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Imagine you're flying in a two-seater plane over Africa, and, in an effort to see how elephants are faring, your job is to count all the ones you see. Over the savannah, that's easy. But how do you peer into the forests, where all you see is treetops?
For years, the zoologists who tried to do this just guessed. But in the late 1980s, conservationist Richard Barnes devised a method to take an elephant census in the densest of forests.
To do this, he recruited young scientists. Winnie Kiiru had just finished grad school in biology and returned to her native Kenya. She was told to tie a piece of twine around her waist and walk through the forest in a straight line, with the twine trailing behind.
"And you'd walk in a straight line. It didn't matter whether there was a river, a ravine, stinging nettles, buffalo, whatever. You just kept going," Kiiru says.
Just to the north and just to the south of her were other young scientists also trailing their twine through the brush, literally slicing the forest into samples. What Kiiru and the others were counting was not elephants — they move around a lot and tend to hide — but rather, a different kind of evidence: poop.
The poop serves as a kind of clock, a way of tracking the elephants in space and time. It allowed Barnes to build a model of elephants' numbers and movement through the forest.
"You'd then ... figure out how old the dung pile was. So if it is completely fresh you'd give it an A. If it was slightly more decayed then you'd give it a B. You'd give it a C if you could actually see the dung beetles already — because dung beetles ... spread out the dung, so you'd see this one maybe has been there a little longer. So we graded the dung piles according to age," Kiiru says.
It wasn't only age but also other factors, like how much sunlight was there that could be making the dung decay faster or how much vegetation might be hiding other dung on the forest floor she couldn't see.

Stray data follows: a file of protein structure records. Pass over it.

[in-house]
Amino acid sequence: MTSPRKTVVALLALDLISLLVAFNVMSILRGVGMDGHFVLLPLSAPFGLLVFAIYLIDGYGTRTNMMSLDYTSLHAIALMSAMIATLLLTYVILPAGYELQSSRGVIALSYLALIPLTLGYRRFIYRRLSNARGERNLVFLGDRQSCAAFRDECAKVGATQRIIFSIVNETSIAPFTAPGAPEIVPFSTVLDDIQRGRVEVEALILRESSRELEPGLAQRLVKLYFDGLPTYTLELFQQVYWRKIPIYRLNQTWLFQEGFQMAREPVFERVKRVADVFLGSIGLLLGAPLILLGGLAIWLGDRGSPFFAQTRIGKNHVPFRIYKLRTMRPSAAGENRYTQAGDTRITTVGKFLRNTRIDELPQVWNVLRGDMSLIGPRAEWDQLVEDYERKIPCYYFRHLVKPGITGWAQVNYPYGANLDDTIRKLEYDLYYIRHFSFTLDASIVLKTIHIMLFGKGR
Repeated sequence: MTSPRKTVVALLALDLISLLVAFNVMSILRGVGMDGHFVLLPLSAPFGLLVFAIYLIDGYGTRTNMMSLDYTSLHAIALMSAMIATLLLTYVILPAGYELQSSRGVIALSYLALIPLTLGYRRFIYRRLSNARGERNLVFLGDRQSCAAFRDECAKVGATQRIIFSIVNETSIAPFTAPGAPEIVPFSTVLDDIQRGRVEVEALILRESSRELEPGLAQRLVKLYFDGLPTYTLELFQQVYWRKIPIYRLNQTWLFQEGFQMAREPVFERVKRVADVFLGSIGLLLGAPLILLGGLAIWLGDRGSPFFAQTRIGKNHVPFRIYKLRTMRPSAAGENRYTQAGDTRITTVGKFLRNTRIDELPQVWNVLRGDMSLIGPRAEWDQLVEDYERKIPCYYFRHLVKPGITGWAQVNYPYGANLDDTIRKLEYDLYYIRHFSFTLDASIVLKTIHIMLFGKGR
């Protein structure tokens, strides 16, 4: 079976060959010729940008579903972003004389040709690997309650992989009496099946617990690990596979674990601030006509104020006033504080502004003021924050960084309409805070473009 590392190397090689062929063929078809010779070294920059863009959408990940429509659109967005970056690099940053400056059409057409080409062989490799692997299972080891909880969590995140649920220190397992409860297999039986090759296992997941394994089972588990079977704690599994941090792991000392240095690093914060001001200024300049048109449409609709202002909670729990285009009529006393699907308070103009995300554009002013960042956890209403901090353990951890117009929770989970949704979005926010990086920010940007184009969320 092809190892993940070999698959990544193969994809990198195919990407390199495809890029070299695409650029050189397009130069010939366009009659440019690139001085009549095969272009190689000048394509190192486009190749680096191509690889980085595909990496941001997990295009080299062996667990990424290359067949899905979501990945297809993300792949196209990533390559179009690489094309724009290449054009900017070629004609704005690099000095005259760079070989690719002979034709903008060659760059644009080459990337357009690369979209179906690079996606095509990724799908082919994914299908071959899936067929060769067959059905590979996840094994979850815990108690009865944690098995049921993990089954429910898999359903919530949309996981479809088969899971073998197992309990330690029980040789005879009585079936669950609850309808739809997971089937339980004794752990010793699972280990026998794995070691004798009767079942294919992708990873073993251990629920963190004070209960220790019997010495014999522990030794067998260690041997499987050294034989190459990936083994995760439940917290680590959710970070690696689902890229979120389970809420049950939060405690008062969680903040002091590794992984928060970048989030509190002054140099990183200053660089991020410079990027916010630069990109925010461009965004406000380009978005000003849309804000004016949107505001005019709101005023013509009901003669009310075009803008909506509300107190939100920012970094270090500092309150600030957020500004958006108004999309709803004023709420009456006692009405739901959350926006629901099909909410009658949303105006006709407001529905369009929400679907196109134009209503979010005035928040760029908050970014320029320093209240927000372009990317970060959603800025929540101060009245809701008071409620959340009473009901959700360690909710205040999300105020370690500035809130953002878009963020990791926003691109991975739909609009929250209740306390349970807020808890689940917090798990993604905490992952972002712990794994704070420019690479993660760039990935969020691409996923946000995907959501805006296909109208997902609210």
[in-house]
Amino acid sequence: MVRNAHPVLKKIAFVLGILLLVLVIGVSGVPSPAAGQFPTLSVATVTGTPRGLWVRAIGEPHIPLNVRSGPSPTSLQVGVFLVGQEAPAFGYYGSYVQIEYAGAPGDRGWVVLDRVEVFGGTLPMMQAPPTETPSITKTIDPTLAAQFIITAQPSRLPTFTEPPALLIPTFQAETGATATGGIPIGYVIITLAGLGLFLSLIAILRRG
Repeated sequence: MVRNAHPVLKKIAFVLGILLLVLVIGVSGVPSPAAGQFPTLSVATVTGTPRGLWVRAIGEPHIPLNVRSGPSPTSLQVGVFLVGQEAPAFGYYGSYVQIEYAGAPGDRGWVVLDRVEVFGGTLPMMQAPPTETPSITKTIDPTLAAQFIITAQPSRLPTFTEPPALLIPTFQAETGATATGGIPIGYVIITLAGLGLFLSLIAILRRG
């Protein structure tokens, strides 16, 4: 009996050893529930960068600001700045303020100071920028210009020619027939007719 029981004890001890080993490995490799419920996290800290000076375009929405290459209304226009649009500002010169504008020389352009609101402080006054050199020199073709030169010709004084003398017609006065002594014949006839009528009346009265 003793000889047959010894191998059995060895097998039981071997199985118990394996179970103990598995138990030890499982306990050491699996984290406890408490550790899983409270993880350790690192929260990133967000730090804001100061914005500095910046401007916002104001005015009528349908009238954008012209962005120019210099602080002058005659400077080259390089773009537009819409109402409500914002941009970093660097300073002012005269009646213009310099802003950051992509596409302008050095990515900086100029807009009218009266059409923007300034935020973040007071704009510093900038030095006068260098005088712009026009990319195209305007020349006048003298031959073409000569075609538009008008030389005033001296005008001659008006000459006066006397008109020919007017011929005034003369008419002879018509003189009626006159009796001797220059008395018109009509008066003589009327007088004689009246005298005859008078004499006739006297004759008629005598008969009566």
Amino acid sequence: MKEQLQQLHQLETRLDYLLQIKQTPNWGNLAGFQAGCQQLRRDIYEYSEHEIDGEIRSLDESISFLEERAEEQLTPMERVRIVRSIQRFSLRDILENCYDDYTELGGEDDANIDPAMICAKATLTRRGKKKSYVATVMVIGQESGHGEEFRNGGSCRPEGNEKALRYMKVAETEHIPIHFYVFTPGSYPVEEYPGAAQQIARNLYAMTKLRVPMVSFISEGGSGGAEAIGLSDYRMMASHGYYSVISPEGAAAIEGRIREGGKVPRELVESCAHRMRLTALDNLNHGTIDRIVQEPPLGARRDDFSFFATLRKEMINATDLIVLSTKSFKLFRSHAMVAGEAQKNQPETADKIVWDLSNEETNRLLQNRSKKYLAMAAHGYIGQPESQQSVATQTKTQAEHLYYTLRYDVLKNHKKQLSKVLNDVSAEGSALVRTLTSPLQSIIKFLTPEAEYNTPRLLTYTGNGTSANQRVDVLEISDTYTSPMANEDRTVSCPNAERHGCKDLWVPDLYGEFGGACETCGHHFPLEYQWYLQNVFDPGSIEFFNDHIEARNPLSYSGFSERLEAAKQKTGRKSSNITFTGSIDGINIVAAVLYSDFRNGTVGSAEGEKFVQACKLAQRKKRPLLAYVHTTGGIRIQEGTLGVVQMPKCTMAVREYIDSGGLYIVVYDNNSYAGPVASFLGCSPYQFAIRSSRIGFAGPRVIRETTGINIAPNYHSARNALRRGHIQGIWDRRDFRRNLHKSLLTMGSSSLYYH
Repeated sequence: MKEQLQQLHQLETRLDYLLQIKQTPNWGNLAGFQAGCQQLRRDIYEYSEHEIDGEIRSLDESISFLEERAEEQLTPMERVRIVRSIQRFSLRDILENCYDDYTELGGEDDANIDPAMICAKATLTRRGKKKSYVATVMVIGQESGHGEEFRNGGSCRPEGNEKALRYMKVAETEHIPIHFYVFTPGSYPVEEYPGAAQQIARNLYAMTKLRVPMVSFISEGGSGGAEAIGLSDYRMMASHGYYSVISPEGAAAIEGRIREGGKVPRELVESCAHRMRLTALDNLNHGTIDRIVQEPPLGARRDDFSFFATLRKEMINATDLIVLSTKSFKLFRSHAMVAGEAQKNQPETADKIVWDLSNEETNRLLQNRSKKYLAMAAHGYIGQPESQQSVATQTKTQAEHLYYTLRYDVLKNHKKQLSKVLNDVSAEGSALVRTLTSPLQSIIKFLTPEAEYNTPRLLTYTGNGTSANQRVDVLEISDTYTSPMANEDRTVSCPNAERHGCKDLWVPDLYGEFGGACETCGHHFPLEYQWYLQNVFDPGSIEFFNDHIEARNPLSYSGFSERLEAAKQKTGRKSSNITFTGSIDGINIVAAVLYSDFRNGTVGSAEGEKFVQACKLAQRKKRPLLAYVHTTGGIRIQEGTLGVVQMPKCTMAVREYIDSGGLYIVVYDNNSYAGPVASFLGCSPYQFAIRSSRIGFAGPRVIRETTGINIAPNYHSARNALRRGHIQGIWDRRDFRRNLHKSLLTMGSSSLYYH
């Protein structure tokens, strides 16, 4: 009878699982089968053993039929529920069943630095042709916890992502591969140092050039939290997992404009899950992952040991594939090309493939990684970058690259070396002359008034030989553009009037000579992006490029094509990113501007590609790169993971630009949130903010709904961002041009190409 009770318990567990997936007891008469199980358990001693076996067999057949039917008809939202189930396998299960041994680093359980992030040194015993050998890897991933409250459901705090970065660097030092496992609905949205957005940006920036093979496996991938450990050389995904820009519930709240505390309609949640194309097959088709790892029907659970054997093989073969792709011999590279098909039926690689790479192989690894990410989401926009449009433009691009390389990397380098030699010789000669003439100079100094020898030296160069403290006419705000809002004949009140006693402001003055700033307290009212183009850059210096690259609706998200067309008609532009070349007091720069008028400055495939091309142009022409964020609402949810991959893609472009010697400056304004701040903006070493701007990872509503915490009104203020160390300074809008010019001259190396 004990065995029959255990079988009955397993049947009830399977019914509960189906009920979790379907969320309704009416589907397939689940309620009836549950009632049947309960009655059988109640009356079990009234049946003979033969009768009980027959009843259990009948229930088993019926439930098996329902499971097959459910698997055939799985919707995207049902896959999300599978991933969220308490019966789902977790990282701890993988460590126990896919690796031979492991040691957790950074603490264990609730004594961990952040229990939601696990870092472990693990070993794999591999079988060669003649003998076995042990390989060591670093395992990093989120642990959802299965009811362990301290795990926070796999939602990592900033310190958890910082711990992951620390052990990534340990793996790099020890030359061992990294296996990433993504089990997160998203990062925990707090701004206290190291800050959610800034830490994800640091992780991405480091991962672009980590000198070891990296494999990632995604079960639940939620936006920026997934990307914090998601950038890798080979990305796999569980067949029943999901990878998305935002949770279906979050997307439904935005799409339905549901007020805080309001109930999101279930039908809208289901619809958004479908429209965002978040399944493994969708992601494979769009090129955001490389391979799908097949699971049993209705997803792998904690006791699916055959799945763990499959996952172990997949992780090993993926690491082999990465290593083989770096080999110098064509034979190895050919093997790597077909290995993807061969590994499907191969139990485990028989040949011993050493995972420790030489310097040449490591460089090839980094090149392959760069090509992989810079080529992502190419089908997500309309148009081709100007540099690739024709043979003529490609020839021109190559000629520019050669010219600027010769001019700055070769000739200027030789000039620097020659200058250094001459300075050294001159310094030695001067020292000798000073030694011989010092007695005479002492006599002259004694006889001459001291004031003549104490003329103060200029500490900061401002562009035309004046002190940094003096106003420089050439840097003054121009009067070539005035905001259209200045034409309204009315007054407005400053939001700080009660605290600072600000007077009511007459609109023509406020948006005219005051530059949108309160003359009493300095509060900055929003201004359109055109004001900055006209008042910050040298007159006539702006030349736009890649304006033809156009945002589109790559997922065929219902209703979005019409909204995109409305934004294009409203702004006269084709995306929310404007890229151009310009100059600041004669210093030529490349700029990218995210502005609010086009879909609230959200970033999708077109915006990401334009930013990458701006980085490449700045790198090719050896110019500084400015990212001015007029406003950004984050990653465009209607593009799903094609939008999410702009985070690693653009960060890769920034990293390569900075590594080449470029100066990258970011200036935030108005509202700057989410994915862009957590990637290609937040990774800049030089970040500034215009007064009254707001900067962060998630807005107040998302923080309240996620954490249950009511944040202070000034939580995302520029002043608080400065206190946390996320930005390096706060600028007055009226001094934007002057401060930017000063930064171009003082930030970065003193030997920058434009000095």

"It was so exciting because here were these huge animals — a lot of times you would walk through the forest, you didn't see them. You smelled them, but you didn't see them, and yet, you were so powerful you could actually count them or get a sense of how many they are," Kiiru says.
Think how exciting this was: Scientists since the time of Anton van Leeuwenhoek in the 17th century have been looking into lenses to gaze at microscopic organisms. And yet up until this moment near the end of the 20th century, something as proverbially unmissable as an elephant was for all intents and purposes invisible in its natural habitat.
"In the forest you don't see them," Kiiru says. But counting the poop, they weren't so invisible.
"You knew they were there. Sometimes the dung was steaming! You knew that the elephant that dropped that poop was not very far," she says.
Kiiru is no longer walking through the forest, but other young scientists are. And those surveys have found that just in the past decade, 62 percent of Africa's forest elephants have died. Kiiru is now a doctor of biology and director of the group Conservation Kenya, trying to save those that are left. But she still gets goose bumps remembering her days as poll-taker in the forest.
"Sometimes you are walking through these really thick forests and you know what? You step one step out, and you're in this beautiful gladelike Sound of Music type of thing, and you're like, you have to stop and dance," she says.
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